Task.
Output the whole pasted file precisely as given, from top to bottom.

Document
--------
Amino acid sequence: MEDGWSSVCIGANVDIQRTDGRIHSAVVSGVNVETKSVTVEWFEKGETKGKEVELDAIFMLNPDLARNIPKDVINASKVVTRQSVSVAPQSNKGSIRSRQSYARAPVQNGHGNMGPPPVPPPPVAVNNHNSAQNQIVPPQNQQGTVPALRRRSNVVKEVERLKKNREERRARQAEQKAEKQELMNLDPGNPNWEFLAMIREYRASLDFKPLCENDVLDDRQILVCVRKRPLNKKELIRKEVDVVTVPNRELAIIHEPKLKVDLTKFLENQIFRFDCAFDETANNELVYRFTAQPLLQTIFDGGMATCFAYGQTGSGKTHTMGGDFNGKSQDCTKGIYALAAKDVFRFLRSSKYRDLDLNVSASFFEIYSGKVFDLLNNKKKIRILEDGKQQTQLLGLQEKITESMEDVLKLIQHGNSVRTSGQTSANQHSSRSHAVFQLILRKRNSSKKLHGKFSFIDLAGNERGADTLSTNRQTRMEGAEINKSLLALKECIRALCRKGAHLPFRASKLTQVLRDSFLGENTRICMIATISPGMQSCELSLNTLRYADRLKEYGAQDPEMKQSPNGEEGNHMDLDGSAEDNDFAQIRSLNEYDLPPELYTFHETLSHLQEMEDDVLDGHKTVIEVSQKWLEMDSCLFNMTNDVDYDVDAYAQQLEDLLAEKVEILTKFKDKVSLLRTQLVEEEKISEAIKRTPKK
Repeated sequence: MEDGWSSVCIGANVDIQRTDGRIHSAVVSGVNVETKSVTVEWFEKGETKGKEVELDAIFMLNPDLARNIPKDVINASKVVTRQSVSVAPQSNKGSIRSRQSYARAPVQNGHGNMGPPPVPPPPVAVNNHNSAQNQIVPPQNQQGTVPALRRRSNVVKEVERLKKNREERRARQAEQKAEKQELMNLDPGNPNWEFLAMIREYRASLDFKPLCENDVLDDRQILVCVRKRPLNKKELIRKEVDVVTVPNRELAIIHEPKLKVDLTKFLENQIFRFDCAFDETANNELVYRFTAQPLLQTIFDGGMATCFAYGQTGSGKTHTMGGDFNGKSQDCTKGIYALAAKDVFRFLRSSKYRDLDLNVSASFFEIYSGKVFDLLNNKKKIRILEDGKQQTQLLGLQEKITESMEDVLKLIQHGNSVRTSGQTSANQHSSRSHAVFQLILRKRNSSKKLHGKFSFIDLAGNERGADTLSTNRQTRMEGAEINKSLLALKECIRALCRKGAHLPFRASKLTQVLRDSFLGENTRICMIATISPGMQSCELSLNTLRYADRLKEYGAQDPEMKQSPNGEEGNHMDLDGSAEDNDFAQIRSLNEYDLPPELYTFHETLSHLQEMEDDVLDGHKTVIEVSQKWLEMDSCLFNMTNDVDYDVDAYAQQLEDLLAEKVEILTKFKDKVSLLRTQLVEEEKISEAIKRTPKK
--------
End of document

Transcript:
Amino acid sequence: MEDGWSSVCIGANVDIQRTDGRIHSAVVSGVNVETKSVTVEWFEKGETKGKEVELDAIFMLNPDLARNIPKDVINASKVVTRQSVSVAPQSNKGSIRSRQSYARAPVQNGHGNMGPPPVPPPPVAVNNHNSAQNQIVPPQNQQGTVPALRRRSNVVKEVERLKKNREERRARQAEQKAEKQELMNLDPGNPNWEFLAMIREYRASLDFKPLCENDVLDDRQILVCVRKRPLNKKELIRKEVDVVTVPNRELAIIHEPKLKVDLTKFLENQIFRFDCAFDETANNELVYRFTAQPLLQTIFDGGMATCFAYGQTGSGKTHTMGGDFNGKSQDCTKGIYALAAKDVFRFLRSSKYRDLDLNVSASFFEIYSGKVFDLLNNKKKIRILEDGKQQTQLLGLQEKITESMEDVLKLIQHGNSVRTSGQTSANQHSSRSHAVFQLILRKRNSSKKLHGKFSFIDLAGNERGADTLSTNRQTRMEGAEINKSLLALKECIRALCRKGAHLPFRASKLTQVLRDSFLGENTRICMIATISPGMQSCELSLNTLRYADRLKEYGAQDPEMKQSPNGEEGNHMDLDGSAEDNDFAQIRSLNEYDLPPELYTFHETLSHLQEMEDDVLDGHKTVIEVSQKWLEMDSCLFNMTNDVDYDVDAYAQQLEDLLAEKVEILTKFKDKVSLLRTQLVEEEKISEAIKRTPKK
Repeated sequence: MEDGWSSVCIGANVDIQRTDGRIHSAVVSGVNVETKSVTVEWFEKGETKGKEVELDAIFMLNPDLARNIPKDVINASKVVTRQSVSVAPQSNKGSIRSRQSYARAPVQNGHGNMGPPPVPPPPVAVNNHNSAQNQIVPPQNQQGTVPALRRRSNVVKEVERLKKNREERRARQAEQKAEKQELMNLDPGNPNWEFLAMIREYRASLDFKPLCENDVLDDRQILVCVRKRPLNKKELIRKEVDVVTVPNRELAIIHEPKLKVDLTKFLENQIFRFDCAFDETANNELVYRFTAQPLLQTIFDGGMATCFAYGQTGSGKTHTMGGDFNGKSQDCTKGIYALAAKDVFRFLRSSKYRDLDLNVSASFFEIYSGKVFDLLNNKKKIRILEDGKQQTQLLGLQEKITESMEDVLKLIQHGNSVRTSGQTSANQHSSRSHAVFQLILRKRNSSKKLHGKFSFIDLAGNERGADTLSTNRQTRMEGAEINKSLLALKECIRALCRKGAHLPFRASKLTQVLRDSFLGENTRICMIATISPGMQSCELSLNTLRYADRLKEYGAQDPEMKQSPNGEEGNHMDLDGSAEDNDFAQIRSLNEYDLPPELYTFHETLSHLQEMEDDVLDGHKTVIEVSQKWLEMDSCLFNMTNDVDYDVDAYAQQLEDLLAEKVEILTKFKDKVSLLRTQLVEEEKISEAIKRTPKK